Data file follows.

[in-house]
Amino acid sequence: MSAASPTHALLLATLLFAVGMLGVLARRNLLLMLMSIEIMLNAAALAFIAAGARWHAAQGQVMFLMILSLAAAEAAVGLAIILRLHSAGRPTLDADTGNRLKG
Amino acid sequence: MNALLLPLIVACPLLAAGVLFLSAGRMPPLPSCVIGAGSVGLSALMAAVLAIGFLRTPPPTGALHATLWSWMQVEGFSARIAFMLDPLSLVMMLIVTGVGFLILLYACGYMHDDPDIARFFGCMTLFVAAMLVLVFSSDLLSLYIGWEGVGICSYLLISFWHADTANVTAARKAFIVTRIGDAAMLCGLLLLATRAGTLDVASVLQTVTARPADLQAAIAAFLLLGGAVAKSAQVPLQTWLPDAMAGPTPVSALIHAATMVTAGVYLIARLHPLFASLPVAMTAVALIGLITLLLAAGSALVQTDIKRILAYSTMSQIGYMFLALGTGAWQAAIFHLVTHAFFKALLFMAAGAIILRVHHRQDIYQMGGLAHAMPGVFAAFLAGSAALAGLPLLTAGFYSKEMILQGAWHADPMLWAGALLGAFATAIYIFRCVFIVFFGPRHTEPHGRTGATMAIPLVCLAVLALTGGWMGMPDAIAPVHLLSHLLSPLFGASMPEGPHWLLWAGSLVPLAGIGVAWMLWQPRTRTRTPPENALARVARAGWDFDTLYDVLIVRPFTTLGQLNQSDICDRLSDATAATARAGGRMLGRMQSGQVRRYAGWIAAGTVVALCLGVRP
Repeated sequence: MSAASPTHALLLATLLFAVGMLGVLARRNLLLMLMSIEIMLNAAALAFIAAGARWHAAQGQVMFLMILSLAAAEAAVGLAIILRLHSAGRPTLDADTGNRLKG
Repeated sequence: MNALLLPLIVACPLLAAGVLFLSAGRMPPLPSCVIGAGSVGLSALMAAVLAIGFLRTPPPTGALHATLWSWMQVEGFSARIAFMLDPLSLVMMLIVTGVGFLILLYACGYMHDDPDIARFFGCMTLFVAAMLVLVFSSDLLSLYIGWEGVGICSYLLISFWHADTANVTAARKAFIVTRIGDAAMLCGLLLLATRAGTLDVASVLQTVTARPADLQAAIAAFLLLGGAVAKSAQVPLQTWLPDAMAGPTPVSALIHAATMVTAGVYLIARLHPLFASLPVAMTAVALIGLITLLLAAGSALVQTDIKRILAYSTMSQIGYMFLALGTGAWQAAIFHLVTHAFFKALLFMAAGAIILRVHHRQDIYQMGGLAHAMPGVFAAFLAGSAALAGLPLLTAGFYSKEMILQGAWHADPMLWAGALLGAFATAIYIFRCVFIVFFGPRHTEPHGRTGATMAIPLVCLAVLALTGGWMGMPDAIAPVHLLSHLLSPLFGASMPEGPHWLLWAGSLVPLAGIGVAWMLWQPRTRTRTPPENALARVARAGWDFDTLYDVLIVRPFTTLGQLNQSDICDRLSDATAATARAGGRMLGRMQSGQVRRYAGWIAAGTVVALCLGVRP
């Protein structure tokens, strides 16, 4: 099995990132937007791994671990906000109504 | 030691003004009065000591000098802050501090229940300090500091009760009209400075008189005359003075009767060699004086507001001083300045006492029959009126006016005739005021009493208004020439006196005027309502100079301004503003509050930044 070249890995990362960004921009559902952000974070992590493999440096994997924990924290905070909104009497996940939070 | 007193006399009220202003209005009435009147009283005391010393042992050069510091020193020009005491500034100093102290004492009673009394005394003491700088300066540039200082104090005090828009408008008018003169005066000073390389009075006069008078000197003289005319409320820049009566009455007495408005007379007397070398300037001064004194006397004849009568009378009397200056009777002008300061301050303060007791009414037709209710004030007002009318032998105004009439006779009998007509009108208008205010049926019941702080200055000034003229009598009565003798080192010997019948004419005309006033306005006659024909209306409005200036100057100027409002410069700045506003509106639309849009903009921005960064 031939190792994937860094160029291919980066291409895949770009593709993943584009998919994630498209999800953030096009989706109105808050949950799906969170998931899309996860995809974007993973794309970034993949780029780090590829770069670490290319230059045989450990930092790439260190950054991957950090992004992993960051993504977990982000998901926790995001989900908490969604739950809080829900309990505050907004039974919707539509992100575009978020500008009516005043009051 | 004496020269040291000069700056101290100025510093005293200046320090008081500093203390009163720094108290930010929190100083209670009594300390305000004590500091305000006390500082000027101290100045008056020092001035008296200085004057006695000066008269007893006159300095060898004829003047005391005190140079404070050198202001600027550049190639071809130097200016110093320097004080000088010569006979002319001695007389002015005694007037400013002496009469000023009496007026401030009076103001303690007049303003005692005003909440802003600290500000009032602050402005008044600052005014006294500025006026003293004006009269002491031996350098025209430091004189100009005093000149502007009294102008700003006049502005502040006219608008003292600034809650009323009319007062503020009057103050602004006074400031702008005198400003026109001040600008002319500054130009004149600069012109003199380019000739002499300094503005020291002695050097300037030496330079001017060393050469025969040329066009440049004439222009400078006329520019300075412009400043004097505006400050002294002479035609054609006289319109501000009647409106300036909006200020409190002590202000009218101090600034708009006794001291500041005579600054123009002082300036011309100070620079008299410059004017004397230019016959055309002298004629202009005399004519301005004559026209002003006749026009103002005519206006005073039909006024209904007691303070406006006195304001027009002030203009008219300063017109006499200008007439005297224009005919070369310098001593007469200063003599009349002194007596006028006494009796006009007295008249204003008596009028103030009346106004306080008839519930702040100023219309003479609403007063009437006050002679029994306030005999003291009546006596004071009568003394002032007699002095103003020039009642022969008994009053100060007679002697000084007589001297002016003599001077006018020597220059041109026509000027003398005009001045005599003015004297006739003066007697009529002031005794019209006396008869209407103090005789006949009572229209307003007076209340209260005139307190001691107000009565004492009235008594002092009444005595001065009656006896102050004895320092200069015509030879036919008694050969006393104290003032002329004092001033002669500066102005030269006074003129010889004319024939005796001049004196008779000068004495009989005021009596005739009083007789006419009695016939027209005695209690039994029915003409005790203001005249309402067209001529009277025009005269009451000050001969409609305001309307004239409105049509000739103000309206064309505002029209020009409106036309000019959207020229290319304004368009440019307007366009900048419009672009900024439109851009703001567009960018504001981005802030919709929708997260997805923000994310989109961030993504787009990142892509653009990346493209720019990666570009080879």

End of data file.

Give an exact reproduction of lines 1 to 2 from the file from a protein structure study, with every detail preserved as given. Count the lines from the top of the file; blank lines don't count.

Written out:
[in-house]
Amino acid sequence: MSAASPTHALLLATLLFAVGMLGVLARRNLLLMLMSIEIMLNAAALAFIAAGARWHAAQGQVMFLMILSLAAAEAAVGLAIILRLHSAGRPTLDADTGNRLKG